This series’ closing post is about why successful authors write. I hope you find these quotes encouraging, and you can relate to at least one of them, happy in the knowledge that you are not alone in your motivation.
Sara Gruen (Water For Elephants) “I would write even if I couldn’t make a living at it, because I can’t not write. I am amazed and delighted and still in a state of shock about the success of ‘Water For Elephants,’ but that’s not why I write. I do it for love. The rest is gravy.”
Sebastian Junger (The Perfect Storm) “When I write a sentence of a paragraph or a chapter that’s good, I know it, and I know people are going to read it. That knowledge — Oh my God, I’m doing it, I’m doing this thing that works — it’s just exhilarating. Lots of times I fail at it. . . . But when it’s good . . . it’s like going on a date that’s going well. There’s an electricity to the process that’s exciting and incomparable to anything else.”
Armistead Maupin (Tales of the City) “Sometimes I write to explain myself to others. Thirty-four years ago I told my folks I was gay through the ‘Tales of the City’ character Michael Tolliver. . . . When Michael came out in a letter to his parents, my own parents were the ones who got the message.”
Terry McMillan (Waiting To Exhale) “I jump up in the morning. I can’t wait to go see what my characters are going to do today. I get wired up. When my character falls in love, I’m in love. When somebody’s heart is broken, or feels jubilation, I feel all of that.”
Rick Moody (The Ice Storm) “I always sort of thought I’d be a failure. I still sort of think I might be a failure. So just having a book out in the world makes me very happy. I didn’t much think, at first, about whether it was going to sell a lot of copies.”
So whether you’re afraid of failure, or in love with love, write on, my friends.
(quotes from Why We Write: 20 Acclaimed Authors on How and Why They Do What They Do, by Meredith Maran)[subscribe2]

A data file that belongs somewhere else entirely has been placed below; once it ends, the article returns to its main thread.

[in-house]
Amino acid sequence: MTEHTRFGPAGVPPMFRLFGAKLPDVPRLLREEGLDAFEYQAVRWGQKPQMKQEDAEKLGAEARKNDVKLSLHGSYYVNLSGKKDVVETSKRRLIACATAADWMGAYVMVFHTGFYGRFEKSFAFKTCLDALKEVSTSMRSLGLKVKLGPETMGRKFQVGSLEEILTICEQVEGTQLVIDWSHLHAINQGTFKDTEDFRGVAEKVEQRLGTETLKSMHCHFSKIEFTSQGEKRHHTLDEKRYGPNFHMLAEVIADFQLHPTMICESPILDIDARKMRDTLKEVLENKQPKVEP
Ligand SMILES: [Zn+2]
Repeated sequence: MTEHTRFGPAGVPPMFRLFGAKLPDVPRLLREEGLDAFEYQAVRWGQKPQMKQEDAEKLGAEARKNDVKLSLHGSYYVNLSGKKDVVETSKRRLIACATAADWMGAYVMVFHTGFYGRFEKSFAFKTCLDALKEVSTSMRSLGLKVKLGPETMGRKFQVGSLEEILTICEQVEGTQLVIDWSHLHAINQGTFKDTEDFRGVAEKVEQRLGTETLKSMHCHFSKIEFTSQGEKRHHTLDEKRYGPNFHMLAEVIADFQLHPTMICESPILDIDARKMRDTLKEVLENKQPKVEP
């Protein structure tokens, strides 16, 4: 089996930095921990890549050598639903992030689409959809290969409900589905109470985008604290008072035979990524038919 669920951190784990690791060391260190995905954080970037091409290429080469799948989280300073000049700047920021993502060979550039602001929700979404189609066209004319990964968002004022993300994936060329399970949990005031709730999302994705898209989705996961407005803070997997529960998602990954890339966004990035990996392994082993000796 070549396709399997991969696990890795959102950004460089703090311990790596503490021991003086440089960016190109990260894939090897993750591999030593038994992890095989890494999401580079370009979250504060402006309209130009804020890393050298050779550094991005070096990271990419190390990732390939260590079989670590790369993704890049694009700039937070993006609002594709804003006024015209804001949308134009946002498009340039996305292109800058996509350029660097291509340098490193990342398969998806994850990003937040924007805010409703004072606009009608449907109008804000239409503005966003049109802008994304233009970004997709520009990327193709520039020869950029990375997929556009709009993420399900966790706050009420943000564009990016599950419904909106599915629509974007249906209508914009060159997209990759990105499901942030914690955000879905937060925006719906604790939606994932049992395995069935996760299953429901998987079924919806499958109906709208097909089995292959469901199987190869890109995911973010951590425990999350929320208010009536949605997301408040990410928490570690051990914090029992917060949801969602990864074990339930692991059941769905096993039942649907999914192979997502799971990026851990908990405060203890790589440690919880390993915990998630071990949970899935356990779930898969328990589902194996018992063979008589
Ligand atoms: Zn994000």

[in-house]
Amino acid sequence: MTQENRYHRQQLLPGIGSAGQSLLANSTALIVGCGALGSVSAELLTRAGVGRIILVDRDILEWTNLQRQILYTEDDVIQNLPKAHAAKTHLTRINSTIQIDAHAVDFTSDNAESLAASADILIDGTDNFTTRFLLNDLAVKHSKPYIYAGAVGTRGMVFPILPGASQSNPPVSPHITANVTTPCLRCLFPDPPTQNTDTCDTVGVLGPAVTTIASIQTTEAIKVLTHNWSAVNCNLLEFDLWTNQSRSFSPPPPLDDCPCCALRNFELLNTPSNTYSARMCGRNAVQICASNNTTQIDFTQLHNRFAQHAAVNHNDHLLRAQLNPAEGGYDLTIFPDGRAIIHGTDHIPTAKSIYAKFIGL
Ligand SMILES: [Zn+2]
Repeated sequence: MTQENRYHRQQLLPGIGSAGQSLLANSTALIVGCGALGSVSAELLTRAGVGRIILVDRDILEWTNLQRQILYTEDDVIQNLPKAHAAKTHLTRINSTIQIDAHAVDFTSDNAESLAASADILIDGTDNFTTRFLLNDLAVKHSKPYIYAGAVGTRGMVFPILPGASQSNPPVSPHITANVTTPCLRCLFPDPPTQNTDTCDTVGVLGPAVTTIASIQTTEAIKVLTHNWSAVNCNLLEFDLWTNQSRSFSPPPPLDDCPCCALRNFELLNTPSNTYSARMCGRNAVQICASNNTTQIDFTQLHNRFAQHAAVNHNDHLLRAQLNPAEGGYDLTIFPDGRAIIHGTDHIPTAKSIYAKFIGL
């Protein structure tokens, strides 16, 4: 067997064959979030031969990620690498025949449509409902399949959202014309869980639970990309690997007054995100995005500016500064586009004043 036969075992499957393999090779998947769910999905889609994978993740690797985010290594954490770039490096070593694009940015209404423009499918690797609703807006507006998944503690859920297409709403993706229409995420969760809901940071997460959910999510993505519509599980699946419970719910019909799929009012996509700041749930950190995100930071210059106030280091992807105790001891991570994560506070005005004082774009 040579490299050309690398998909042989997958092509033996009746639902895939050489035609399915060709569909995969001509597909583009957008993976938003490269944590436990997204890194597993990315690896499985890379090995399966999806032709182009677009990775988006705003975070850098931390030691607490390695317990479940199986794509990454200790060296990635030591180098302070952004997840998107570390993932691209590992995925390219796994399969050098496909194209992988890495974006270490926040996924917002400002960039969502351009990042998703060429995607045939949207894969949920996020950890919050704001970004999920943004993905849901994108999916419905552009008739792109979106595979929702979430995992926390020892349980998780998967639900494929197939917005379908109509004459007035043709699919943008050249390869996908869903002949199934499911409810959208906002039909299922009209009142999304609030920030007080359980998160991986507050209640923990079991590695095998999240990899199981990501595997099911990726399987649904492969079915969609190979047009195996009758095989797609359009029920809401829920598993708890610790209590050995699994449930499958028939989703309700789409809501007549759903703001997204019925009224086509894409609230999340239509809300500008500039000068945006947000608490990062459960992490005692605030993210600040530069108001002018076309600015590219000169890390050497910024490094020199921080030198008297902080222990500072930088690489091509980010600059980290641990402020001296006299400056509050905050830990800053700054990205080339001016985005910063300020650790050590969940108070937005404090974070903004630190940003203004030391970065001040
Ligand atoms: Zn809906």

(This post is next-to-last in a series that summarizes an entire semester of Journalism 101.)
If you’ve ever parented a two year old, you’re prepared to deal with the “whys” of a manuscript. (Of course, you’re probably qualified to deal with every disaster known to mankind, too.)
There are dozens of reasons someone stops reading a book, but the saddest is when there’s just no point in continuing. The story isn’t compelling enough. Or doesn’t make sense. The sentences don’t flow to connect thoughts. The paragraphs jump. The chapters don’t build one after the other.
As an author, I know my storylines so well that I sometimes leave gaps that become sinkholes into which readers fall. And the road to reader rejection is paved with good intentions—and sometimes, good writing. To stay on course, I use two tools that take me beyond what I intend to write so I can discover what I’ve actually written.
The Crowd with Healthy Distance.
An editor (or two). Beta readers. A writing group. A mentor. Even your mom. Or a combination of all of the preceding. I just asked a reader to tell me where chapters became sluggish and where she was tempted to skip. In every instance (thankfully, there were few), something bogged my logic flow and, as a result, my writing. Once I figured out the problems, the passages became smooth, and the reader barrelled through them.
You’ll probably find, as I have, that everyone picks up on something different. My healthy-distance crowd ranges from their twenties to their eighties to ensure I miss little.
Read it Aloud. If there’s an author test for insanity, it’s locking yourself in your office to read your manuscript out loud to yourself. But you’ll be amazed—AMAZED—what you discover. Not only will you hear dialogue problems, but you’ll find passages that are hard to read aloud. Pay attention to these. They indicate issues with copy—where it doesn’t flow well or something’s missing. As much as I think I need to be committed every time I do this, it’s one of my most important tools as I approach what I believe to be the end of the editing process.
How do you deal with your manuscript’s “whys?”